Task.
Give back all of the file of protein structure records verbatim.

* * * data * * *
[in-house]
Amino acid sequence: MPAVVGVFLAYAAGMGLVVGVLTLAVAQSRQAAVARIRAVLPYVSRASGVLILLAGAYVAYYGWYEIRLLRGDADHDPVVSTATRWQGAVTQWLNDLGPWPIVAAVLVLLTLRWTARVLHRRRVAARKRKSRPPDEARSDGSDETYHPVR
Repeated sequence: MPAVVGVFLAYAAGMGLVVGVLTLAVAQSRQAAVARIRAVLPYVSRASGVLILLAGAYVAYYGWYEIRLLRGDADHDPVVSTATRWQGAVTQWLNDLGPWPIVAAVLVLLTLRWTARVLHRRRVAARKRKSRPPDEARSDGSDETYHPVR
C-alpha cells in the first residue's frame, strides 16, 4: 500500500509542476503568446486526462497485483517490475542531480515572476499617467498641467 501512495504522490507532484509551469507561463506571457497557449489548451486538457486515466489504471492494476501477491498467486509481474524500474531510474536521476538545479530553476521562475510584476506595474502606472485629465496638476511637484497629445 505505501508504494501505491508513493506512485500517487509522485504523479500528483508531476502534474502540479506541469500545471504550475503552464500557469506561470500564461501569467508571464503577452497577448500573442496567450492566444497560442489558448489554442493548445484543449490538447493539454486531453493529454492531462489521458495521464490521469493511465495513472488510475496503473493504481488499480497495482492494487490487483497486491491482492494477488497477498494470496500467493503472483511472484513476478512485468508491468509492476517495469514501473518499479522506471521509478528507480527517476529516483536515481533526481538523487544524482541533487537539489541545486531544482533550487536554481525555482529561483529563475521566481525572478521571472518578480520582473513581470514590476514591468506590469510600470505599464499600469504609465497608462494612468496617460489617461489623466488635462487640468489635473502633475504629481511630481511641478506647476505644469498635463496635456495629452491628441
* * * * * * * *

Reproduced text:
[in-house]
Amino acid sequence: MPAVVGVFLAYAAGMGLVVGVLTLAVAQSRQAAVARIRAVLPYVSRASGVLILLAGAYVAYYGWYEIRLLRGDADHDPVVSTATRWQGAVTQWLNDLGPWPIVAAVLVLLTLRWTARVLHRRRVAARKRKSRPPDEARSDGSDETYHPVR
Repeated sequence: MPAVVGVFLAYAAGMGLVVGVLTLAVAQSRQAAVARIRAVLPYVSRASGVLILLAGAYVAYYGWYEIRLLRGDADHDPVVSTATRWQGAVTQWLNDLGPWPIVAAVLVLLTLRWTARVLHRRRVAARKRKSRPPDEARSDGSDETYHPVR
C-alpha cells in the first residue's frame, strides 16, 4: 500500500509542476503568446486526462497485483517490475542531480515572476499617467498641467 501512495504522490507532484509551469507561463506571457497557449489548451486538457486515466489504471492494476501477491498467486509481474524500474531510474536521476538545479530553476521562475510584476506595474502606472485629465496638476511637484497629445 505505501508504494501505491508513493506512485500517487509522485504523479500528483508531476502534474502540479506541469500545471504550475503552464500557469506561470500564461501569467508571464503577452497577448500573442496567450492566444497560442489558448489554442493548445484543449490538447493539454486531453493529454492531462489521458495521464490521469493511465495513472488510475496503473493504481488499480497495482492494487490487483497486491491482492494477488497477498494470496500467493503472483511472484513476478512485468508491468509492476517495469514501473518499479522506471521509478528507480527517476529516483536515481533526481538523487544524482541533487537539489541545486531544482533550487536554481525555482529561483529563475521566481525572478521571472518578480520582473513581470514590476514591468506590469510600470505599464499600469504609465497608462494612468496617460489617461489623466488635462487640468489635473502633475504629481511630481511641478506647476505644469498635463496635456495629452491628441